But, considering that the culling operations have not really kept pace with the movement of the virus the manner of culling should have been to remain ahead of the virus instead of moving from district to district following the chronology of detection of the disease these measures may be too late and the virus may have already moved out of West Bengal. There is also criticism that the surveillance mechanism has not been able to pinpoint ground zero of infection the farm or household where the disease was first detected. This, health officials point out, would be important to track possible human infection more easily instead of combing door to door, which the Health Ministry has now been forced to undertake in the manner of the Pulse Polio Campaign. Fortunately, as of date, no human case has surfaced.

Of course, if the origin of the virus was indeed Bangladesh, it would stand to reason that the infection should have occurred first in Murshidabad and not in a more western district such as Birbhum; only that it may have been discovered after Birbhum. So identification of ground zero may not really amount to much. And also, it is not inconceivable that the infection may have come into West Bengal simultaneously at various points near the border and not only into Murshidabad. But all these are arguments in hindsight, and one can be critical of any strategy adopted at this point of time.

The fact remains that there were severe shortcomings on the ground with regard to preventive measures, surveillance and awareness campaigns. Perhaps it is already beyond containment and may even get entrenched in the region, just as it is in Vietnam, China, Indonesia and Bangladesh, even as officials claim that the situation is reasonably under control. One is only witnessing new districts being added to the list every couple of days.

One could ask if the surveillance mechanism put in place was well conceived and effective, why it did not pick up the infection in mid-December itself? Indeed, it is interesting to note from the DAHDs press release that the HSADL did not receive any samples from West Bengal between December 24, 2007, and January 6. In fact, none of the States bordering Bangladesh had sent any sample for testing during this period when they should have been actively monitoring the situation. Lack of resources with the States is a valid argument, and it seems that the Centre did not sanction an amount of Rs.8 crore sought by West Bengal against the allotted Rs.3 crore during the year.

Of course, as Bandopadhyay says, a random sample survey may have failed to pick the right sample to give an indication of the onset of infection. But what the present crisis has demonstrated is that in the framing of the sample survey in a situation where the poultry population is in a large number of small pockets, unlike the situation pertaining to a cluster of commercial farms, the sampling exercise needs to be done better.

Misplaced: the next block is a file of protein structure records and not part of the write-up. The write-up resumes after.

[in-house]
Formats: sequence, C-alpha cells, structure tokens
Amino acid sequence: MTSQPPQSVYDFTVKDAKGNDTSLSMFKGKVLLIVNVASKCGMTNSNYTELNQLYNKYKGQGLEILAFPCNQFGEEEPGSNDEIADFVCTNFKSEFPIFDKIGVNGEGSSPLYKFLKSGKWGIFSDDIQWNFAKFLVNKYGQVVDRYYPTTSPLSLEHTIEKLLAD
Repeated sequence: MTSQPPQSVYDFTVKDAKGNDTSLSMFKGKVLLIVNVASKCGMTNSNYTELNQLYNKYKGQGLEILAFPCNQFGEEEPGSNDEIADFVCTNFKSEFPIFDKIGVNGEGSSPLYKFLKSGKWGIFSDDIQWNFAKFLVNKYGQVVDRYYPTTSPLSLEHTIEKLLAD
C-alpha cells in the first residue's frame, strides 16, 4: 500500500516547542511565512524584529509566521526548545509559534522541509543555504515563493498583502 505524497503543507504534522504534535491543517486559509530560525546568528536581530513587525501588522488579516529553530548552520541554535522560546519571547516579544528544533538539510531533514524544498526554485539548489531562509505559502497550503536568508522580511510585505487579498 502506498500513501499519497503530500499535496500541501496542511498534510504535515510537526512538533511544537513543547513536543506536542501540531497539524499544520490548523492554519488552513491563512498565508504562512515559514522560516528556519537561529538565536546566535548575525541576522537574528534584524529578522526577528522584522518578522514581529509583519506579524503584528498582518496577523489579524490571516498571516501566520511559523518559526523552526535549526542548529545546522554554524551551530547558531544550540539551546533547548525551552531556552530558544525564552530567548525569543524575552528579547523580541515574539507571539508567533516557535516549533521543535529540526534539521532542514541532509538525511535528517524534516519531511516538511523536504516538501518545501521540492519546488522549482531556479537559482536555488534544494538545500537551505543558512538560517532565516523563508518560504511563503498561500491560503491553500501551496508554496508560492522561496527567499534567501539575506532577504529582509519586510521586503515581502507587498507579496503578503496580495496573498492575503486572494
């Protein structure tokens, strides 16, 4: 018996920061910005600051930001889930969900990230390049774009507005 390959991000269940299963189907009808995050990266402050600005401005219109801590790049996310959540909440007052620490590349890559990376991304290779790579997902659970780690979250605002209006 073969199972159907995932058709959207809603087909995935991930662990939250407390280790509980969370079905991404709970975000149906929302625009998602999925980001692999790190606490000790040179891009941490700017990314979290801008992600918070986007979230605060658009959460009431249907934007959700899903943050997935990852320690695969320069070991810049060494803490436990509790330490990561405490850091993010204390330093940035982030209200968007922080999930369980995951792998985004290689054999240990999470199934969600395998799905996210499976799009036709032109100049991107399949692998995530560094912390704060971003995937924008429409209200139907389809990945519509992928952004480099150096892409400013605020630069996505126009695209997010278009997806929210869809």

Poultry carcasses being

We are learning and the methodology and techniques are still evolving, Bandopadhyay says. At the same, he points out, that even after the outbreak many samples are still turning out to be negative for bird flu, even in medium-sized farms.

Ministry sources are quick to point out that only half of even the allotted amount had been spent by the State. The moot question is whether the States have the wherewithal, in terms of manpower and facilities, to make use of the full amount. It is highly conceivable that spending a certain amount would require the creation of appropriate facilities and human resource, which would require higher capital investments, which were not forthcoming from the Centre. Also, the expenditure could depend on the actual disbursal of the allocated amounts; it may not be there when it is actually required. Indeed, it is learnt that the DAHD was not even initially prepared to hike the amount for Information, Communication and Education (ICE) campaigns in the State.

Even post-infection operations are being hampered by lack of resources. The State is facing a shortage of veterinarians in the rapid response teams (RRTs), there are no adequate numbers of cullers and the State lacks funds to pay adequate compensation to the farmers. The State has had to mobilise retired veterinarians, veterinarians from other States, and volunteers (though, ill-advisedly) for catching and culling poultry.

Indeed, catching ducks very important in the typical South-East Asian scenario that obtains in West Bengal, where ducks and chickens cohabit in the wetland environment dominated by mono-cultivation of rice is extremely tough, requiring as it does wading through waterbodies, with the risk of catching the infection being much higher.

There is an economic downside that is characteristic of the West Bengal situation. As for the overall poultry industry, which produces about 40-50 lakh poultry birds every week and exports about 25 per cent of them to other States, the situation cannot be worse. A Rs.5,000-crore industry of a total national turnover of Rs.35,000 crore is today facing a loss of nearly 70 per cent. But the worst downside of the outbreak(s) is backyard poultry being hit badly.

This was being actively promoted by the Centre and the State in a bid to empower women and also as a means of income and food to below poverty line (BPL) families. Such enterprise could help each family to earn a few thousand rupees a month and get food and nutrition from the eggs and meat of its domestic poultry.

Now the compensation being given to them is hardly enough to bring their confidence back. It is here that the government needs to expend its resources and see that a well-conceived scheme for poverty alleviation does not get abandoned because of its laxity in meeting the challenges of emerging animal diseases.